28

Review and Discussion with Management and the Independent Registered Public Accounting Firm

As part of its oversight responsibilities, the Audit Committee reviewed and discussed with management the audited consolidated financial statements of the Company for the year ended December 31, 2019, including a discussion of the quality, and not just the acceptability, of the accounting principles applied, the reasonableness of significant judgments and the clarity of disclosures in the audited financial statements.  The Audit Committee also discussed with management and Crowe the adequacy and effectiveness of the Company’s internal control over financial reporting and related accounting and financial controls.  The Audit Committee also discussed with management and Crowe the interim financial and other information contained in the Company’s earnings releases and SEC filings.

 The Audit Committee discussed with Crowe the matters required by the standards of the Public Company Accounting Oversight Board (United States), including those described in Statement on Auditing Standard No. 1301, as amended, as adopted by the Public Company Accounting Oversight Board, and, with and without management present, reviewed and discussed the results of Crowe’s examination of the Company’s consolidated financial statements.

The Audit Committee also discussed with Crowe that firm’s independence from the Company and its management.  The Audit Committee obtained from Crowe the written disclosures and the letter from Crowe required by applicable requirements of the Public Company Accounting Oversight Board regarding the independent accountant’s communication with the Audit Committee concerning independence.  The Audit Committee discussed with Crowe any relationships or services that might affect that firm’s objectivity and satisfied itself as to Crowe’s independence.

Management’s Representations and Audit Committee Recommendations

Management has represented to the Audit Committee that the Company’s audited consolidated financial statements for the year ended December 31, 2019 were prepared in accordance with accounting principles generally accepted in the United States.  The Audit Committee has reviewed and discussed with management and Crowe the audited consolidated financial statements, and management’s report on the establishment and maintenance of, and assessments of the effectiveness of, the Company’s internal control over financial reporting.  Based on the reviews and discussions outlined above, the Audit Committee recommended to the
Board of Directors that the audited consolidated financial statements be included in the Company’s Annual Report on Form 10-K for the fiscal year ended December 31, 2019.

Submitted by:
Audit Committee Members

David W. Thomas, Chairman
Anna P. Barnitz
Kimberly A. Canady
Brent R. Eastman

Pre-Approval of Services Performed by Independent Registered Public Accounting Firm

Under applicable SEC rules,  the Audit Committee is required to pre-approve the audit and non-audit services performed by the independent registered public accounting firm in order to assure that they do not impair that firm’s independence from the Company.  The SEC’s rules specify the types of non-audit services that an independent registered public accounting firm may not provide to its audit client and establish the Audit Committee’s responsibility for administration of the engagement of the independent registered public accounting firm.  Accordingly, the Audit Committee has adopted, and the Board of Directors has ratified, an Audit and Non-Audit Services Pre-Approval Policy (the “Pre-Approval Policy”), which sets forth the procedures and the conditions pursuant to which services proposed to be performed by the Company’s independent registered public accounting firm may be pre-approved.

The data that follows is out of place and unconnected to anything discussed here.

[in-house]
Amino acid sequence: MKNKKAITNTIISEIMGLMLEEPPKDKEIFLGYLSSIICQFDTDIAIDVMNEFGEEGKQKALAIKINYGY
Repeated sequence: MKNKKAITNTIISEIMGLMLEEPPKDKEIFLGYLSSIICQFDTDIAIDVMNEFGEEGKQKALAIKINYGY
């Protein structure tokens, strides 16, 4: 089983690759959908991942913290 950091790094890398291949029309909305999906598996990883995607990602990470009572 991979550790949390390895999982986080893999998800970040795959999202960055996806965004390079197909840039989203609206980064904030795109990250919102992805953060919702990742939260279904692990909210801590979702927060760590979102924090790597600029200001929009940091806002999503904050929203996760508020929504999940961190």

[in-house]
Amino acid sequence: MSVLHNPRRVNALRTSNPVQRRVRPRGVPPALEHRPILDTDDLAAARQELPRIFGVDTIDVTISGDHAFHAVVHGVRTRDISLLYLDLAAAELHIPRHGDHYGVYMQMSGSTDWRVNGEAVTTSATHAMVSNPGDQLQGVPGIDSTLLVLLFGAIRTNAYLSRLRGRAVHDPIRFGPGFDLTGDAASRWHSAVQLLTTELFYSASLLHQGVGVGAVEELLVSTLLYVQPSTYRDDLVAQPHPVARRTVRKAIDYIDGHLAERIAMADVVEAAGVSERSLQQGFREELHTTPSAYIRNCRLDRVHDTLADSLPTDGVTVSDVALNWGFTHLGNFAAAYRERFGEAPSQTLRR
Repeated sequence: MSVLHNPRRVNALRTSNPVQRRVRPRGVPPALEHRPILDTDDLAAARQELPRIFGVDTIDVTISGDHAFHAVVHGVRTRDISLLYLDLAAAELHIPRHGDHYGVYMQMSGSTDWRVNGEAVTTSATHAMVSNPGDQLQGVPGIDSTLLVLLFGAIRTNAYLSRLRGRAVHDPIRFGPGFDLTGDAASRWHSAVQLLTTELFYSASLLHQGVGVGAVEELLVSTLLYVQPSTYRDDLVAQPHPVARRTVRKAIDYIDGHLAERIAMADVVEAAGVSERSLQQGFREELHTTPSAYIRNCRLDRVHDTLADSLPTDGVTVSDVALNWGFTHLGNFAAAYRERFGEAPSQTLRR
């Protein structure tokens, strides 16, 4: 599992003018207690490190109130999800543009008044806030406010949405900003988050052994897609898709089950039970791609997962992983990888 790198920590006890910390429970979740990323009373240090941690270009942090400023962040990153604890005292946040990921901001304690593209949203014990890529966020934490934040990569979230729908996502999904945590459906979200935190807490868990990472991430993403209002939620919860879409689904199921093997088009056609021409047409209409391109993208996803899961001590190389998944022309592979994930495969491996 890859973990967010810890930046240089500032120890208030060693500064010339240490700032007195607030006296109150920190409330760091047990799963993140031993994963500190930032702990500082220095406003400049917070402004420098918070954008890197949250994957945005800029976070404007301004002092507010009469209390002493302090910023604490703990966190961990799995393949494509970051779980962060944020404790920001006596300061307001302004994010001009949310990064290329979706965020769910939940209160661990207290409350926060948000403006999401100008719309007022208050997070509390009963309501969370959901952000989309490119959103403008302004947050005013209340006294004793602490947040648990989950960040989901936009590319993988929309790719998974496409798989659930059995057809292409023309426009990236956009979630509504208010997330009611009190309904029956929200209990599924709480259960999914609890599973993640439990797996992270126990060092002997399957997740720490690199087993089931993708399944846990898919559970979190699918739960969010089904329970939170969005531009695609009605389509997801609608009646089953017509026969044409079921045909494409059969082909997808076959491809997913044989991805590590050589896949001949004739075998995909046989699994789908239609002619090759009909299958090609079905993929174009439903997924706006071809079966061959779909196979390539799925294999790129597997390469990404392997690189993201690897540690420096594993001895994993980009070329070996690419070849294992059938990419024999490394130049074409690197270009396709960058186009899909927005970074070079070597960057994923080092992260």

The purpose of the Pre-Approval Policy is to set forth the procedures by which the Audit Committee intends to fulfill its responsibilities.  It does not delegate the Audit Committee’s responsibilities to pre-approve services performed by the independent registered public accounting firm to management.


29

Consistent with the SEC’s rules, the Pre-Approval Policy provides two different approaches to pre-approving services.  Proposed services may either be pre-approved without consideration of specific case-by-case services by the Audit Committee (“general pre-approval”) or require the specific pre-approval of the Audit Committee (“specific pre-approval”).  The combination of these two approaches in the Pre-Approval Policy results in an effective and efficient procedure to pre-approve services performed by the independent registered public accounting firm.  As set forth in the Pre-Approval Policy, unless a type of service has received general pre-approval, it will require specific pre-approval by the Audit Committee if it is to be provided by the independent registered public accounting firm.  Any proposed services exceeding pre-approved cost levels or budgeted amounts will also require specific pre-approval by the Audit Committee.

The Audit Committee may delegate either type of pre-approval authority to one or more of its members.  The member to whom such authority is delegated must report, for informational purposes only, any pre-approval decisions to the Audit Committee at its next scheduled meeting.

Appendices to the Pre-Approval Policy describe the services that have the general pre-approval of the Audit Committee.  The term of any general pre-approval is 12 months from the date of pre-approval, unless the Audit Committee considers a different period and states otherwise.  The Audit Committee will annually review and pre-approve the services that may be provided by the independent registered public accounting firm without obtaining specific pre-approval from the Audit Committee.  The Audit Committee will add to or subtract from the list of general pre-approved services from time to time, based on subsequent determinations.